Archived Story

New data shows 113,520 local residents at risk of hunger

Published 8:58am Tuesday, June 11, 2013

Staff Report

 

HUNTINGTON, W.Va. — A new study found 113,520 people in a local 17 county, three-state service area ­— including 35,320 children — do not always know where they will find their next meal.

In all, 15.4 percent of the population in the Huntington Area Food Bank region struggles with hunger, according to research released Monday by Feeding America, the nation’s largest hunger-relief organization.

The findings are from Feeding America’s “Map the Meal Gap” study, which estimates the rate of food insecurity for both the general population and, separately, for children under the age of 18. The estimates are calculated at both the county and Congressional-district level for the entire U.S. HAFB is part of the Feeding America network.

“Food insecurity is one of the leading public health challenges in the United States,” said Dr. Craig Gunderson, professor of agriculture and consumer economics at the University of Illinois, an international food insecurity expert and the lead researcher of the “Map the Meal Gap” study. “We undertook this research to demonstrate the extent and prevalence of food insecurity at both the county and Congressional-district level.

This data has the potential to redefine the way service providers and policy makers address food insecurity in the communities they serve.

“We are particularly concerned about children who are under-nourished. A child who does not receive adequate nutrition may experience behavioral problems, have difficulty concentrating in school and has an increased risk of medical problems. Lack of adequate nutrition in children, for even a brief period of time, may also cause permanent physical and developmental impairments,” Gunderson said.

According to the U.S Department of Agriculture, more than 50 million people nationwide are food insecure.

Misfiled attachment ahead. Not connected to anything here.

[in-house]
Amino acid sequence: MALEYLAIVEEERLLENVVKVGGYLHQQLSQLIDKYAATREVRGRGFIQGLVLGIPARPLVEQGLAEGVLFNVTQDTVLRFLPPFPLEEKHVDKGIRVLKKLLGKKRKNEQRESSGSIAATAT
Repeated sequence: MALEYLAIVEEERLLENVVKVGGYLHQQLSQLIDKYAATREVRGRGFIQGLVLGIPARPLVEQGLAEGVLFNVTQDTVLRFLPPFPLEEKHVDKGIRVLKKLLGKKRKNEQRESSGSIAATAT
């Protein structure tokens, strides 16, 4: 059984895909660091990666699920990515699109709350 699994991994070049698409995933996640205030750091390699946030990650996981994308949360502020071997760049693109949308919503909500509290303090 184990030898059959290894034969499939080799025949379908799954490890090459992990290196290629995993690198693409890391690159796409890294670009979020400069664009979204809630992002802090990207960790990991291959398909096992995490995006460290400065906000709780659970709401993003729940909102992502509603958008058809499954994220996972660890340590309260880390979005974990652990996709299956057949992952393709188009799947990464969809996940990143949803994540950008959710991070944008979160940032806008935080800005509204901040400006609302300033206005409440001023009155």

By analyzing household income levels, the study reveals 72 percent of children at risk of hunger in western West Virginia, northeastern Kentucky and southeastern Ohio are eligible for federal nutrition programs, such as free or reduced school lunch and breakfast — but 27.6 percent are not.

“No one should have to worry about where they will find their next meal,” said Tiffany Tatum, executive director of the Huntington Area Food Bank. “This study gives us specifics about hunger in our own backyard and serves as a wake-up call to everyone about the reality of hunger.”

“Map the Meal Gap 2013” also shows:

The cost of an average meal in HAFB’s service area. Here in our region the cost of an average meal is $2.53.

• The cost of an average meal relative to the national average is $2.67.

• This is the third year Feeding America has conducted the “Map the Meal Gap” study. The findings of “Map the Meal Gap” are based on statistics collected by the U.S. Census Bureau and the U.S. Bureau of Labor Statistics; food price data and analysis were provided by Nielsen, a global information and measurement company providing insights into what consumers watch and buy.

The study was supported by the Howard G. Buffett Foundation, Nielsen and The ConAgra Foods Foundation.

Prior to the study’s first release in March 2011, food insecurity data was only available at the state level in the U.S. Department of Agriculture’s annual report.

The study further analyzes each county’s food insecure population to determine their income eligibility for federal nutrition assistance, and also provides meal cost estimates for every county in the nation.

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  • mickakers

    I found the comment “By analyzing household income levels, the study reveals 72 percent of children at risk of hunger in western West Virginia, northeastern Kentucky and southeastern Ohio are eligible for federal nutrition programs, such as free or reduced school lunch and breakfast–but 27.6 percent are not.” insightful. The working poor are the predominate members of society needing assistance. Minimum wage or less and the lack of Health insurance are the primary contributing factors to this uncalled for poverty. There is absolutely no excuse for this situation to exist. The more affluent members of our society continue to become more affluent while the less affluent continue on the downward trend. I wonder, does greed and selfishness have something to do with this situation? And! you might throw in, a lack of care and concern.

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